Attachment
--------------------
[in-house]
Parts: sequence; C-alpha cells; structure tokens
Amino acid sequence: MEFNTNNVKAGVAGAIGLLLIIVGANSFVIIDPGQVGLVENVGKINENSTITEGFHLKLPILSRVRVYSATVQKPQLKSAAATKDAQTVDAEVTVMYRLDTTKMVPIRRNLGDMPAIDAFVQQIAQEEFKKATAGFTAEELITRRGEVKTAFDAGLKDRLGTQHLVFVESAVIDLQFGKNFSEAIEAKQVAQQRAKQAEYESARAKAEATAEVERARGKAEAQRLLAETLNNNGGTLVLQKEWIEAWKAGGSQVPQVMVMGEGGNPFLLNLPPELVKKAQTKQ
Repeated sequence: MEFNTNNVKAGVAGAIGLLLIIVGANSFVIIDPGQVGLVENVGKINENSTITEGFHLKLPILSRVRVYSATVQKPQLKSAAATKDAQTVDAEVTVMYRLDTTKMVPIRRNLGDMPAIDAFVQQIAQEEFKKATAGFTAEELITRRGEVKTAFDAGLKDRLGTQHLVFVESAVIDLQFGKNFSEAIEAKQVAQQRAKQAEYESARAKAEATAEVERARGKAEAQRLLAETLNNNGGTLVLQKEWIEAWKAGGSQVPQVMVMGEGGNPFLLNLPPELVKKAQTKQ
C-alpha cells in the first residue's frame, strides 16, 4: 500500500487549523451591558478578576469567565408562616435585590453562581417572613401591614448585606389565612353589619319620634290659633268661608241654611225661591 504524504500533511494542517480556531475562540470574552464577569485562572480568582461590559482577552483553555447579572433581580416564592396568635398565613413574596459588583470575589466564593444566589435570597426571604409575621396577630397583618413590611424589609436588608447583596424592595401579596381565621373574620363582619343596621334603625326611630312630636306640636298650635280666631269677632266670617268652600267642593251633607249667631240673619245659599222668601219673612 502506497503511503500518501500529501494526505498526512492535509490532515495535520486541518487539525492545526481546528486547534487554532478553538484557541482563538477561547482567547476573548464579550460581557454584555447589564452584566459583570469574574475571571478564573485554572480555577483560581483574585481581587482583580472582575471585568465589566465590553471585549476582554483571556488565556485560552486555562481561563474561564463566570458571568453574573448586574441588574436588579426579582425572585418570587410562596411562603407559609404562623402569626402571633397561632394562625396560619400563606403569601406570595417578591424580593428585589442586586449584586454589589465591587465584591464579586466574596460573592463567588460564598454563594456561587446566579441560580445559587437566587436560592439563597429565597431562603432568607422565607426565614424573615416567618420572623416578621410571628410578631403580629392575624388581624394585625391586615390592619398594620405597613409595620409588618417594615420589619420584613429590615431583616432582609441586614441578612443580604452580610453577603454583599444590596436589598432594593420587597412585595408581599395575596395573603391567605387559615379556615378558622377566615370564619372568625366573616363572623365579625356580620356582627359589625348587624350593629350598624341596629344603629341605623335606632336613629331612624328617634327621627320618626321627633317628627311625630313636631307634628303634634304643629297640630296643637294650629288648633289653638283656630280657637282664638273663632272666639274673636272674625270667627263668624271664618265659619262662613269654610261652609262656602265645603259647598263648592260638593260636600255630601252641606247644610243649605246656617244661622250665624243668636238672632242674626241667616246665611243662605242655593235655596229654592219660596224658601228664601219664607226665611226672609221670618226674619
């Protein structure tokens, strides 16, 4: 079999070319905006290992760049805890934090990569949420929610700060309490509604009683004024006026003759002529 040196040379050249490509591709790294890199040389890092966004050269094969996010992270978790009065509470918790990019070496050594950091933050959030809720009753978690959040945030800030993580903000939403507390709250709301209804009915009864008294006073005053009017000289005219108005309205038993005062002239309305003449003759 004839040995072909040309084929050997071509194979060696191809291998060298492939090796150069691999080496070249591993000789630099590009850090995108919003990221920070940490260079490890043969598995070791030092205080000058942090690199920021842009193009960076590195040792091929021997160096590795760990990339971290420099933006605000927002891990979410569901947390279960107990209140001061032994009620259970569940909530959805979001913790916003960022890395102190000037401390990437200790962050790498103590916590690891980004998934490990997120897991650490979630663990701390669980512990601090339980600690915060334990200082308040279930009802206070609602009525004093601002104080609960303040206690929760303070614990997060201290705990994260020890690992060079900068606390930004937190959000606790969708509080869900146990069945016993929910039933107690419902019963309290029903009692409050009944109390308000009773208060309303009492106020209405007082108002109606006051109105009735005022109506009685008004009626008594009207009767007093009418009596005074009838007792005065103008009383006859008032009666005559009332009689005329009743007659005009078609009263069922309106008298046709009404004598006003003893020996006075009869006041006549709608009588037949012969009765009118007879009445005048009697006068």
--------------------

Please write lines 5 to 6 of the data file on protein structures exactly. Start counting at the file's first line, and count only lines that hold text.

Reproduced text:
C-alpha cells in the first residue's frame, strides 16, 4: 500500500487549523451591558478578576469567565408562616435585590453562581417572613401591614448585606389565612353589619319620634290659633268661608241654611225661591 504524504500533511494542517480556531475562540470574552464577569485562572480568582461590559482577552483553555447579572433581580416564592396568635398565613413574596459588583470575589466564593444566589435570597426571604409575621396577630397583618413590611424589609436588608447583596424592595401579596381565621373574620363582619343596621334603625326611630312630636306640636298650635280666631269677632266670617268652600267642593251633607249667631240673619245659599222668601219673612 502506497503511503500518501500529501494526505498526512492535509490532515495535520486541518487539525492545526481546528486547534487554532478553538484557541482563538477561547482567547476573548464579550460581557454584555447589564452584566459583570469574574475571571478564573485554572480555577483560581483574585481581587482583580472582575471585568465589566465590553471585549476582554483571556488565556485560552486555562481561563474561564463566570458571568453574573448586574441588574436588579426579582425572585418570587410562596411562603407559609404562623402569626402571633397561632394562625396560619400563606403569601406570595417578591424580593428585589442586586449584586454589589465591587465584591464579586466574596460573592463567588460564598454563594456561587446566579441560580445559587437566587436560592439563597429565597431562603432568607422565607426565614424573615416567618420572623416578621410571628410578631403580629392575624388581624394585625391586615390592619398594620405597613409595620409588618417594615420589619420584613429590615431583616432582609441586614441578612443580604452580610453577603454583599444590596436589598432594593420587597412585595408581599395575596395573603391567605387559615379556615378558622377566615370564619372568625366573616363572623365579625356580620356582627359589625348587624350593629350598624341596629344603629341605623335606632336613629331612624328617634327621627320618626321627633317628627311625630313636631307634628303634634304643629297640630296643637294650629288648633289653638283656630280657637282664638273663632272666639274673636272674625270667627263668624271664618265659619262662613269654610261652609262656602265645603259647598263648592260638593260636600255630601252641606247644610243649605246656617244661622250665624243668636238672632242674626241667616246665611243662605242655593235655596229654592219660596224658601228664601219664607226665611226672609221670618226674619
């Protein structure tokens, strides 16, 4: 079999070319905006290992760049805890934090990569949420929610700060309490509604009683004024006026003759002529 040196040379050249490509591709790294890199040389890092966004050269094969996010992270978790009065509470918790990019070496050594950091933050959030809720009753978690959040945030800030993580903000939403507390709250709301209804009915009864008294006073005053009017000289005219108005309205038993005062002239309305003449003759 004839040995072909040309084929050997071509194979060696191809291998060298492939090796150069691999080496070249591993000789630099590009850090995108919003990221920070940490260079490890043969598995070791030092205080000058942090690199920021842009193009960076590195040792091929021997160096590795760990990339971290420099933006605000927002891990979410569901947390279960107990209140001061032994009620259970569940909530959805979001913790916003960022890395102190000037401390990437200790962050790498103590916590690891980004998934490990997120897991650490979630663990701390669980512990601090339980600690915060334990200082308040279930009802206070609602009525004093601002104080609960303040206690929760303070614990997060201290705990994260020890690992060079900068606390930004937190959000606790969708509080869900146990069945016993929910039933107690419902019963309290029903009692409050009944109390308000009773208060309303009492106020209405007082108002109606006051109105009735005022109506009685008004009626008594009207009767007093009418009596005074009838007792005065103008009383006859008032009666005559009332009689005329009743007659005009078609009263069922309106008298046709009404004598006003003893020996006075009869006041006549709608009588037949012969009765009118007879009445005048009697006068």